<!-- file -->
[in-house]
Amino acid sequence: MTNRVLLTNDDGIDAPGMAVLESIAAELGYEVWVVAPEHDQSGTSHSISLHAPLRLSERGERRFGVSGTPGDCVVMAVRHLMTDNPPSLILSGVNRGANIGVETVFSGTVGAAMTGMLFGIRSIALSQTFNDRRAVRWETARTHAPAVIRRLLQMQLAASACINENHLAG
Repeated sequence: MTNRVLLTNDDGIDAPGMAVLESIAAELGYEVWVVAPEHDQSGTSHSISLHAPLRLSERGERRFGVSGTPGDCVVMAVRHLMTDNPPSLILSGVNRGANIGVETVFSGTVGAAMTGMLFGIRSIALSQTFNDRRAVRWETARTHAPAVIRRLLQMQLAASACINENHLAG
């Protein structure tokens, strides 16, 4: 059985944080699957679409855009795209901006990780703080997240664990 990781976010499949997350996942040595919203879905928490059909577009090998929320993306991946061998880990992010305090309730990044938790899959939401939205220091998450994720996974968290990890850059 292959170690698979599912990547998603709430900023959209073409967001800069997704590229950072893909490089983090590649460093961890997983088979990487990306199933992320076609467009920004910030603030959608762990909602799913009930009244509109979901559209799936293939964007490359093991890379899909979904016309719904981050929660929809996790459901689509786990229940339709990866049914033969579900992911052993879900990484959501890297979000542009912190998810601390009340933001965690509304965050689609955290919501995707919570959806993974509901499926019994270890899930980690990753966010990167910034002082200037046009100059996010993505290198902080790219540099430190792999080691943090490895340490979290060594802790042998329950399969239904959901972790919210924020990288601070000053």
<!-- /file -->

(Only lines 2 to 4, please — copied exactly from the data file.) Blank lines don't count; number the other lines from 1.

Amino acid sequence: MTNRVLLTNDDGIDAPGMAVLESIAAELGYEVWVVAPEHDQSGTSHSISLHAPLRLSERGERRFGVSGTPGDCVVMAVRHLMTDNPPSLILSGVNRGANIGVETVFSGTVGAAMTGMLFGIRSIALSQTFNDRRAVRWETARTHAPAVIRRLLQMQLAASACINENHLAG
Repeated sequence: MTNRVLLTNDDGIDAPGMAVLESIAAELGYEVWVVAPEHDQSGTSHSISLHAPLRLSERGERRFGVSGTPGDCVVMAVRHLMTDNPPSLILSGVNRGANIGVETVFSGTVGAAMTGMLFGIRSIALSQTFNDRRAVRWETARTHAPAVIRRLLQMQLAASACINENHLAG
């Protein structure tokens, strides 16, 4: 059985944080699957679409855009795209901006990780703080997240664990 990781976010499949997350996942040595919203879905928490059909577009090998929320993306991946061998880990992010305090309730990044938790899959939401939205220091998450994720996974968290990890850059 292959170690698979599912990547998603709430900023959209073409967001800069997704590229950072893909490089983090590649460093961890997983088979990487990306199933992320076609467009920004910030603030959608762990909602799913009930009244509109979901559209799936293939964007490359093991890379899909979904016309719904981050929660929809996790459901689509786990229940339709990866049914033969579900992911052993879900990484959501890297979000542009912190998810601390009340933001965690509304965050689609955290919501995707919570959806993974509901499926019994270890899930980690990753966010990167910034002082200037046009100059996010993505290198902080790219540099430190792999080691943090490895340490979290060594802790042998329950399969239904959901972790919210924020990288601070000053």